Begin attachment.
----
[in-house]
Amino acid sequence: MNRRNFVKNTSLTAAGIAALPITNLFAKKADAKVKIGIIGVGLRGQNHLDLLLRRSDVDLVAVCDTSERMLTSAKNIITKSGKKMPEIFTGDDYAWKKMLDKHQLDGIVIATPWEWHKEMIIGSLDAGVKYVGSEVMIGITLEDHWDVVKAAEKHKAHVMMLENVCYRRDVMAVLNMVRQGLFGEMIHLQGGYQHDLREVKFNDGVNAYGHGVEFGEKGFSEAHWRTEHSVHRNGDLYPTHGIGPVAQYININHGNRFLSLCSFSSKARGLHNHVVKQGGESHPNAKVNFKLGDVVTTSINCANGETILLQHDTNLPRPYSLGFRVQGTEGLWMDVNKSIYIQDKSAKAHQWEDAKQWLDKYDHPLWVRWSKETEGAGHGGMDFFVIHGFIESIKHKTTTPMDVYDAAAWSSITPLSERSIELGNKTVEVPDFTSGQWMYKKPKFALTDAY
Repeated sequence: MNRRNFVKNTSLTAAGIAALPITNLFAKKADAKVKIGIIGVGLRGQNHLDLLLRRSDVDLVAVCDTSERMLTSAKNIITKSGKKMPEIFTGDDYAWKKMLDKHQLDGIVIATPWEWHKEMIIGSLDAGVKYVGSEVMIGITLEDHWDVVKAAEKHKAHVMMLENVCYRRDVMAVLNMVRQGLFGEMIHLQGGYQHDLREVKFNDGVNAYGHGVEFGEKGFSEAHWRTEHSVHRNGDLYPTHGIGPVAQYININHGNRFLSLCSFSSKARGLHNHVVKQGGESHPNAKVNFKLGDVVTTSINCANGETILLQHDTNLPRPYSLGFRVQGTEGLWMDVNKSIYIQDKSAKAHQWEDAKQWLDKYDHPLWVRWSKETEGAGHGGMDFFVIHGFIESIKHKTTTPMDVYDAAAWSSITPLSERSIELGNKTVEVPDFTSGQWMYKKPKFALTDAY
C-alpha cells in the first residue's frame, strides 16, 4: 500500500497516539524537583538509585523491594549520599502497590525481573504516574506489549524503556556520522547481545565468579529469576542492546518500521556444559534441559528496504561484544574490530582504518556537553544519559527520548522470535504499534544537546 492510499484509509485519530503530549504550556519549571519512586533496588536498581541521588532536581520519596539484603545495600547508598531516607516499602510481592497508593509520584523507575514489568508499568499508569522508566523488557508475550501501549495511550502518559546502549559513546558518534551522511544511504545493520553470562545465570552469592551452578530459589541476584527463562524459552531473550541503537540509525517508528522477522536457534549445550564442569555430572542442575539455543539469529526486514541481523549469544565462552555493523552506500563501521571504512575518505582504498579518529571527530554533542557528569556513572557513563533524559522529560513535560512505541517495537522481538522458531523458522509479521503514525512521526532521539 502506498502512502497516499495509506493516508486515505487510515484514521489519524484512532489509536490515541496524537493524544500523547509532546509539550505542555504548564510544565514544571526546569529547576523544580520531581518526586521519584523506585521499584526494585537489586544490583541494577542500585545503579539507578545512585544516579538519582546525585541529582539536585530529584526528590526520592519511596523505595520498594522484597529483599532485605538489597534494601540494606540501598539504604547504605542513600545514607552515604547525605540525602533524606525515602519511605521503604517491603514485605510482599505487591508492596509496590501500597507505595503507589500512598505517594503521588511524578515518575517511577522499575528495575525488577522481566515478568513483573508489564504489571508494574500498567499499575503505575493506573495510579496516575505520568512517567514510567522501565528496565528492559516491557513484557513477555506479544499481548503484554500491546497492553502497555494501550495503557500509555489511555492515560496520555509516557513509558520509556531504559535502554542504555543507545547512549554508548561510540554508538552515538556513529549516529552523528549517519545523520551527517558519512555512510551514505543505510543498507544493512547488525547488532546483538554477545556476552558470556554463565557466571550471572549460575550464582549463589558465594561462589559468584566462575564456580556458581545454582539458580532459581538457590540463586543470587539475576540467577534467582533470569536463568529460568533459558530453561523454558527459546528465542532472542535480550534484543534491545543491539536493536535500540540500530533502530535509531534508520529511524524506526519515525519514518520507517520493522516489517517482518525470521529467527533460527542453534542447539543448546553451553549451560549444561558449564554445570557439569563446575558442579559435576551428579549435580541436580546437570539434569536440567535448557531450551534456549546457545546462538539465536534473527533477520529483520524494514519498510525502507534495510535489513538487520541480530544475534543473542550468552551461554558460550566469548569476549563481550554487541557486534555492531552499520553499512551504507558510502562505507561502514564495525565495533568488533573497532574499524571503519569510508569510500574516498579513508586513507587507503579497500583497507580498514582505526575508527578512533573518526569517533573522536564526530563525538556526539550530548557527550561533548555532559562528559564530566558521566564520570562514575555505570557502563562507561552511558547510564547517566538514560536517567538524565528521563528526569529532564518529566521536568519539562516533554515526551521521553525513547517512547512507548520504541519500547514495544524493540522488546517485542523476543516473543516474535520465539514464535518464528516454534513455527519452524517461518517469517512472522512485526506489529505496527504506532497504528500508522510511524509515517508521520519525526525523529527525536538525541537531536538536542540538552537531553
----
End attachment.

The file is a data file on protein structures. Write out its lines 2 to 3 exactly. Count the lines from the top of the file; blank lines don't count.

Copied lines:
Amino acid sequence: MNRRNFVKNTSLTAAGIAALPITNLFAKKADAKVKIGIIGVGLRGQNHLDLLLRRSDVDLVAVCDTSERMLTSAKNIITKSGKKMPEIFTGDDYAWKKMLDKHQLDGIVIATPWEWHKEMIIGSLDAGVKYVGSEVMIGITLEDHWDVVKAAEKHKAHVMMLENVCYRRDVMAVLNMVRQGLFGEMIHLQGGYQHDLREVKFNDGVNAYGHGVEFGEKGFSEAHWRTEHSVHRNGDLYPTHGIGPVAQYININHGNRFLSLCSFSSKARGLHNHVVKQGGESHPNAKVNFKLGDVVTTSINCANGETILLQHDTNLPRPYSLGFRVQGTEGLWMDVNKSIYIQDKSAKAHQWEDAKQWLDKYDHPLWVRWSKETEGAGHGGMDFFVIHGFIESIKHKTTTPMDVYDAAAWSSITPLSERSIELGNKTVEVPDFTSGQWMYKKPKFALTDAY
Repeated sequence: MNRRNFVKNTSLTAAGIAALPITNLFAKKADAKVKIGIIGVGLRGQNHLDLLLRRSDVDLVAVCDTSERMLTSAKNIITKSGKKMPEIFTGDDYAWKKMLDKHQLDGIVIATPWEWHKEMIIGSLDAGVKYVGSEVMIGITLEDHWDVVKAAEKHKAHVMMLENVCYRRDVMAVLNMVRQGLFGEMIHLQGGYQHDLREVKFNDGVNAYGHGVEFGEKGFSEAHWRTEHSVHRNGDLYPTHGIGPVAQYININHGNRFLSLCSFSSKARGLHNHVVKQGGESHPNAKVNFKLGDVVTTSINCANGETILLQHDTNLPRPYSLGFRVQGTEGLWMDVNKSIYIQDKSAKAHQWEDAKQWLDKYDHPLWVRWSKETEGAGHGGMDFFVIHGFIESIKHKTTTPMDVYDAAAWSSITPLSERSIELGNKTVEVPDFTSGQWMYKKPKFALTDAY